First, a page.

This Week in History: Remembering Trenton’s Soldiers This Memorial Day
Memorial Day is just a few days, and individuals and organizations throughout the country are preparing to honor those who made the ultimate sacrifice to defend our nation. Over the generations, fearless men and women have been called to serve in defense of the freedoms and values that every one of us holds dear. As a community with a long and proud history, many of these brave individuals now call the Capital City their final resting place. So join us on a tale through time as we celebrate and remember the lives and legacies of some of the region’s bravest fighters.
As a Revolutionary community, the City of Trenton has known the meaning of sacrifice since our nation’s earliest days. Trenton was central to some of the Revolutionary War’s most iconic moments, including Washington crossing the Delaware and the incredible victory over the British during the Battle of Trenton. Washington and his troops fought bravely during the Battle of Trenton, with only 5 American soldiers falling wounded during the skirmish. This battle is often regarded as the turning point of the American Revolution and played an integral role in assuring American victory over the British. Without these brave men and those who helped the soldiers along the way, it is possible we wouldn’t have a country to honor this upcoming holiday!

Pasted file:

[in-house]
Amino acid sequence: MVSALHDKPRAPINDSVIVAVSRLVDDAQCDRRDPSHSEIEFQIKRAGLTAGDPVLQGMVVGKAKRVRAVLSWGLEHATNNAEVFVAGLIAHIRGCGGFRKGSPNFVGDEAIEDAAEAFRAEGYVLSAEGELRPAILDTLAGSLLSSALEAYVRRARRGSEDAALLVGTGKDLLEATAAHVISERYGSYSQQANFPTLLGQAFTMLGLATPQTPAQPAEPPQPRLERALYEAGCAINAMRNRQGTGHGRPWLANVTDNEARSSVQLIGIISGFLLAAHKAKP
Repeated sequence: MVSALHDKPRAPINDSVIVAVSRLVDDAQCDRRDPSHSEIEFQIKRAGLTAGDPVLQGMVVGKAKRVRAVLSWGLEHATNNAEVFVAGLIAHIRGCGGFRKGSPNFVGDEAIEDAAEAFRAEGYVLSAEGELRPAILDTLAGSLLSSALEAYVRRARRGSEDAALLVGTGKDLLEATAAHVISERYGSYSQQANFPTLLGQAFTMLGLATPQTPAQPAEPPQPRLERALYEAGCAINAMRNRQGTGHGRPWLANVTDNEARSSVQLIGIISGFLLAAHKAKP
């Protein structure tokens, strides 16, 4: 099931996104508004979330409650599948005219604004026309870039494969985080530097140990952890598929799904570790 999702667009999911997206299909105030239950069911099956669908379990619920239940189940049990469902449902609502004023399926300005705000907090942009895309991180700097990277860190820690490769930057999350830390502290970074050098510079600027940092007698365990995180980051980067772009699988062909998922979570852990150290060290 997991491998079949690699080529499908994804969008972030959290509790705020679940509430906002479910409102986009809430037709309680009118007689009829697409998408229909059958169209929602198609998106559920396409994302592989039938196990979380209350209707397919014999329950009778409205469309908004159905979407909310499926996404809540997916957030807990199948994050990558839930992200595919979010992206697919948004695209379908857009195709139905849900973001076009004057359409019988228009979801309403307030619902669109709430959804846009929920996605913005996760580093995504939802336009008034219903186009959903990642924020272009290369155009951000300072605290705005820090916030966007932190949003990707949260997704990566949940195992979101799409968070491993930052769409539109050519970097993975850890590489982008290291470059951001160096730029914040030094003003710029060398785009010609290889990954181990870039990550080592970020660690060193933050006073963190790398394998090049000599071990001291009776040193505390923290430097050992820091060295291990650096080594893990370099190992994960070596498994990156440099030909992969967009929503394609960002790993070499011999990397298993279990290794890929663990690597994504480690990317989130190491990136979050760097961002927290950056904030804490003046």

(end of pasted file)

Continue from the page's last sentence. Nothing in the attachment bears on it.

Regretfully, however, for as many individuals as we do remember on such occasions, many men have been historically overlooked regardless of their profound sacrifices. Due to systemic racism and bigotry, many African American soldiers have not received the same reverence and honor as their white counterparts. On Memorial Day and every day, we must respect and preserve the legacy of those who bravely fought for where we are today. This is why historic sites like the Locust Hill Cemetery protect a fuller, more accurate view of American history and life.
Locust Hill Cemetery is an invaluable historic resource in our community and a sacred space honoring the Black lives sacrificed in battle. Interred at Locust Hill Cemetery are 10 African-American Civil War soldiers. Although their precise location is unknown, and their identities are “only known to God,” their presence is a testament to their devotion to a brighter world. Suppose you are interested in honoring these men this Memorial Day. In that case, Trenton’s Kiwanis Club will be hosting a Memorial Day remembrance ceremony at Locust Hill, which you can read more about here: Locust Hill Memorial.
If you’re looking to explore some of Trenton’s other historic battle sites and honor the fallen this Memorial Day, you can explore several fascinating finds, like the Old Barracks Museum, Trenton’s Battle Monument, Mill Hill’s ‘Washington Crossing Delaware’ monument, and First Presbyterian Church Cemetery.
These and many other spots are here for your exploration and learning, so take advantage of the history at your fingertips this upcoming Memorial Day weekend.
The post This Week in History: Remembering Trenton’s Soldiers This Memorial Day first appeared on TrentonDaily.
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